And let us be clear, losing our life for Christ and seeking first God’s kingdom very often looks far less sexy than stories of martyrdom. Instead, it means shouldering with sacrificial joy the duties and responsibilities that God has given us. With children under five, making the best use of my time is largely centered around sowing as many Scripture seeds into tiny hearts as I possibly can before firing their sharpened arrows directly at the enemy.

While thinking through the best strategies for evangelism, discipleship, multiplication, and church growth, so many ignore the least of these within our own homes that God has already designed to each become their own household. The family is primary strategy for fulfilling the Great Commission as well as for living a cruciform life; it should not surprise us then that the enemy, who is particularly at enmity with women and children, would so adamantly seek to turn our eyes and feet aside from that path, away from the will of the Lord.

Of course, such vision requires a multigenerational hope. When considering the goal and purpose of the church, we so often are attempting to plant the prettiest flowerbed in town. Should we not instead plant forests with trees rooted beside the waters of God’s Word, yielding fruit in season for the broken and destitute, and with unwithered leaves that are “for the healing of the nations” (Revelation 22:2)? Made the best use of your time by sowing seeds that will grow into mighty oaks and even redwoods long after your death.

Let go of self and take up Christ.

Lose your life and, in so doing, find it.

Take the hard, narrow road to life, and let your eyes be set forward and don’t let your feet swerve to the right or to the left.

Guard your heart by pouring out your life as a living sacrifice to God.

Finally, we turn to the opening of our text and discover that we guard and keep our heart by keeping God’s Word within our hearts. A reading through of Proverbs 1-9 will show that Solomon peppers his instruction with continual commands to hear and keep his words, which may easily be taken to apply to all God’s Word not simply the book of Proverbs. Indeed, we believe what Paul wrote in 2 Timothy 3:16-17:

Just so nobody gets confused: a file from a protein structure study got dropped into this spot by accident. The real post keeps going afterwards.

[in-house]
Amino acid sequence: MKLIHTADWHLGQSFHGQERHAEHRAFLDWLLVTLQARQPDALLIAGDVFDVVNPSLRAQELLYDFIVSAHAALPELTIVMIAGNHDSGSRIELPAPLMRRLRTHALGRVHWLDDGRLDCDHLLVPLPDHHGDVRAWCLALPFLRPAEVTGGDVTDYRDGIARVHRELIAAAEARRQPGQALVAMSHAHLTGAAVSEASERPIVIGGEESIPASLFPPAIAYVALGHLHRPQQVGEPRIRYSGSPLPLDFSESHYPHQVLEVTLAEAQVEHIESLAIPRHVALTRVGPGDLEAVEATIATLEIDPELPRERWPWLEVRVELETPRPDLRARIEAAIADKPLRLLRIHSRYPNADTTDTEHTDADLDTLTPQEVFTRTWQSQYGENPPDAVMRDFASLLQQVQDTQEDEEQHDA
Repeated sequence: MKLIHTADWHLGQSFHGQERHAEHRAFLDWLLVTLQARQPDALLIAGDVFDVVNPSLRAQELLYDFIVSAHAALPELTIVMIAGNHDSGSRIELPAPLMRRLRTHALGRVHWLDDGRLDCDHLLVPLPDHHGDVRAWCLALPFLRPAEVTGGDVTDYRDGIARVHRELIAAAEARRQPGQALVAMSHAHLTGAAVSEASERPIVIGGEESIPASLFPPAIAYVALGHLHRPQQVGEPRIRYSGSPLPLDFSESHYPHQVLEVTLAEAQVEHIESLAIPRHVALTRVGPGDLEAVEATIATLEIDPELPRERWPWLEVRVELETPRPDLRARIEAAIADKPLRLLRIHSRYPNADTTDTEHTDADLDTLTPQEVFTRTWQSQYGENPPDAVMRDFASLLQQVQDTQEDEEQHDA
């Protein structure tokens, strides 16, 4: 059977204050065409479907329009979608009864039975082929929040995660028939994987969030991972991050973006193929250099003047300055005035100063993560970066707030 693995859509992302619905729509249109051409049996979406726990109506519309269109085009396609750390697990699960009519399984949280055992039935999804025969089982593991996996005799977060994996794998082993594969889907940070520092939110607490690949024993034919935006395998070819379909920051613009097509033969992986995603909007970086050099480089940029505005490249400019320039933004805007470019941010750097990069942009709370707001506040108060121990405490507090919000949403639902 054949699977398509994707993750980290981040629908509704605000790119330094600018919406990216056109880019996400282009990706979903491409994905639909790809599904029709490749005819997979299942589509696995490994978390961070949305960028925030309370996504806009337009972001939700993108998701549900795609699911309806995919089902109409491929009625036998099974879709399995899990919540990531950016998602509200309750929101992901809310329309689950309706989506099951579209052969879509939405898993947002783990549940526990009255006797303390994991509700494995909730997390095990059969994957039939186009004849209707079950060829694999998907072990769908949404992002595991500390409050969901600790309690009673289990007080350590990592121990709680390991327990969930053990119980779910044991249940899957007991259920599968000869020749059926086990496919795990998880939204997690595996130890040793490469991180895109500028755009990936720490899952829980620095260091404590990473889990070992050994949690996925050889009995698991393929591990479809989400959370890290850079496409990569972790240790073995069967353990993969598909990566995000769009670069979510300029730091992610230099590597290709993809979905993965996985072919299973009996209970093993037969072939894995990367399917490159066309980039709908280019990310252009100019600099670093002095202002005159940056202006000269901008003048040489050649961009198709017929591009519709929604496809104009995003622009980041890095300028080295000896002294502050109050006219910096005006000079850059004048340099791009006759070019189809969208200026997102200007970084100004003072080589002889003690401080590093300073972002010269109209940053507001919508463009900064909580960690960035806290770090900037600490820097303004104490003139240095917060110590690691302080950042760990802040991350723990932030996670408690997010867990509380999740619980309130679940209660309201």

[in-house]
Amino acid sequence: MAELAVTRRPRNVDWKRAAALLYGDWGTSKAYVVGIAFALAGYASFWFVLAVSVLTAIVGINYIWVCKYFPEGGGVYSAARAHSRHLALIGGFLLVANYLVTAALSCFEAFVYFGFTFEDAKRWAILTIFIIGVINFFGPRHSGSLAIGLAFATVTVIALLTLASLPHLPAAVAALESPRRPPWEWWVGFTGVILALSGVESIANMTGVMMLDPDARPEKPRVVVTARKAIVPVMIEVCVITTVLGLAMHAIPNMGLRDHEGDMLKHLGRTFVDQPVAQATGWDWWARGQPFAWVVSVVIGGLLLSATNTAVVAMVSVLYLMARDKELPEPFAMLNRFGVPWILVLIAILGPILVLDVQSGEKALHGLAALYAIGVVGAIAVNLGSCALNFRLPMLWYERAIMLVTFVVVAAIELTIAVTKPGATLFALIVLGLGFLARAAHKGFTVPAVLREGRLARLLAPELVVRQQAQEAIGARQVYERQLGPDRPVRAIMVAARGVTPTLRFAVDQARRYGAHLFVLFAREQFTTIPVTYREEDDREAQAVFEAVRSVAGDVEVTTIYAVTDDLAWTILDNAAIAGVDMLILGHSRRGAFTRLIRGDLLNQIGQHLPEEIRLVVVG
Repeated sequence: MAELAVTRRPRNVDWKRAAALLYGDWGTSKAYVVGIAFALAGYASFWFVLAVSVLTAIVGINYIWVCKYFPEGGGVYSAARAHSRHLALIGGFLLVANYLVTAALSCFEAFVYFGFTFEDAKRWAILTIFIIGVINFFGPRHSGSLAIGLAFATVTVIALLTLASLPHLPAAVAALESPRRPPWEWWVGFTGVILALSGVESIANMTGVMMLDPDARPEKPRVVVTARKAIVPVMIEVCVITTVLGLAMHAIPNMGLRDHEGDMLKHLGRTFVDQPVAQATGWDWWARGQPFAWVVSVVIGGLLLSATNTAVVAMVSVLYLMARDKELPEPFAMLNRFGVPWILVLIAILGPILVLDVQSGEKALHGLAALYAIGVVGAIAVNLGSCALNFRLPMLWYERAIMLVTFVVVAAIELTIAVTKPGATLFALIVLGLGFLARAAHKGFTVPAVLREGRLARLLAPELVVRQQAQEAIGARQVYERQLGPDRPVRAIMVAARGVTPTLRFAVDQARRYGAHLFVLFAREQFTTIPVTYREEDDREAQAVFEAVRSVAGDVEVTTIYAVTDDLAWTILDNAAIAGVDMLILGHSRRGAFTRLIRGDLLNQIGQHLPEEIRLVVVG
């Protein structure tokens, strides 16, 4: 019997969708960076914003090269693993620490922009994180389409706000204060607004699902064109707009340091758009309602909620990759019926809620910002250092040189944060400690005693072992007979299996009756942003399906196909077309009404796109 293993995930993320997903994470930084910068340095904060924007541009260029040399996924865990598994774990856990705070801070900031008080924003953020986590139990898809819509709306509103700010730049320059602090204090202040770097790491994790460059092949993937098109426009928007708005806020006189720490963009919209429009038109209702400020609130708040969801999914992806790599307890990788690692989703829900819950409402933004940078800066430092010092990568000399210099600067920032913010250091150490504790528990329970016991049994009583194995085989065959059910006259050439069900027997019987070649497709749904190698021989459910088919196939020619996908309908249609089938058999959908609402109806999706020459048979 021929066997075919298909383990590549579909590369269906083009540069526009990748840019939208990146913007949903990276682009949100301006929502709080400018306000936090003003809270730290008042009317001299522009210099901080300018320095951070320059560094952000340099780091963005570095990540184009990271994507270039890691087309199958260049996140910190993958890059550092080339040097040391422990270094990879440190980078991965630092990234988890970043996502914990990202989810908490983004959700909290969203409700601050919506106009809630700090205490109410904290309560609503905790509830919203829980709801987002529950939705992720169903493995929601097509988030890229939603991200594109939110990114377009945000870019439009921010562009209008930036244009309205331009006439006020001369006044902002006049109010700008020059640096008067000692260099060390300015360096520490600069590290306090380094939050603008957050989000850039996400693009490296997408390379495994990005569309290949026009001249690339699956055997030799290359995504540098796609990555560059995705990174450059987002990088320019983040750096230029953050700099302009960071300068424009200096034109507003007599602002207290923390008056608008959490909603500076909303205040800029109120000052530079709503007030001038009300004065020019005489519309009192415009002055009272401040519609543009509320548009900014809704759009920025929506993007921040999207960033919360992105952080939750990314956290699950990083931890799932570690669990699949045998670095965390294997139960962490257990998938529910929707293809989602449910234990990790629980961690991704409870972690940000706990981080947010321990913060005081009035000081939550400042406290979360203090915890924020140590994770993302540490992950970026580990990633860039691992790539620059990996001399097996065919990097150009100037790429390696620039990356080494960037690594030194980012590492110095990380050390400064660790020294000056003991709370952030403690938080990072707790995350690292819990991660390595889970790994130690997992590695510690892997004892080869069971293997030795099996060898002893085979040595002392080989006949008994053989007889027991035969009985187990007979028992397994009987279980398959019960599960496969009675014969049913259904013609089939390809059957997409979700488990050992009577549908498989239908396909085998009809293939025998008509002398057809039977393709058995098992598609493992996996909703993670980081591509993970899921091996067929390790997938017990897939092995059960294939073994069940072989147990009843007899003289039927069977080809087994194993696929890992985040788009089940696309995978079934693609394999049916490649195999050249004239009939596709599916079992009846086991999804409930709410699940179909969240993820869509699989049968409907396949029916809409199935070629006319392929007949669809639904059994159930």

All Scripture is breathed out by God and profitable for teaching, for reproof, for correction, and for training in godliness, that the man of God may be complete, equipped for every good work.

If we truly believe those words, we will be supremely attentive to God’s Word. We will incline our ear far more to the sayings of God than to the sayings of celebrities, headlines, and political commentators. The Scriptures, being more profitable than gold, will not be able to escape our sight. Because they are life to us who have found them, let people say of us and the Scriptures what Judah said of Jacob and Benjamin, “his life is bound up in the boy’s life” (Genesis 44:30).

O brothers and sisters, are you among the blessed who delight in the law of the LORD and meditate upon it day and night? Or do you walk in the counsel of the wicked, stand in the way of sinners, and sit in the seat of scoffers? The latter will surely drag our heart into the pit of Sheol, while the former will guard it safely in the arms of Christ Jesus our Savior and Lord. Psalm 119:9-12 is very much the prayer of all who would keep their heart with all vigilance:

How can a young man keep his way pure?
     By guarding it according to your word.
With my whole heart I seek you;
     Let me not wander from your commandments!
I have stored up your word in my heart,
     that I might not sin against you.
Blessed are you, O LORD;
     teach me your statutes!

[1] J. I. Packer, Knowing God, 223.

[2] Ian Hamilton, “Creation: The Essential Setting for Proclaiming Christ” from Theology for Ministry: How Doctrine Affects Pastoral Life and Practice, 60.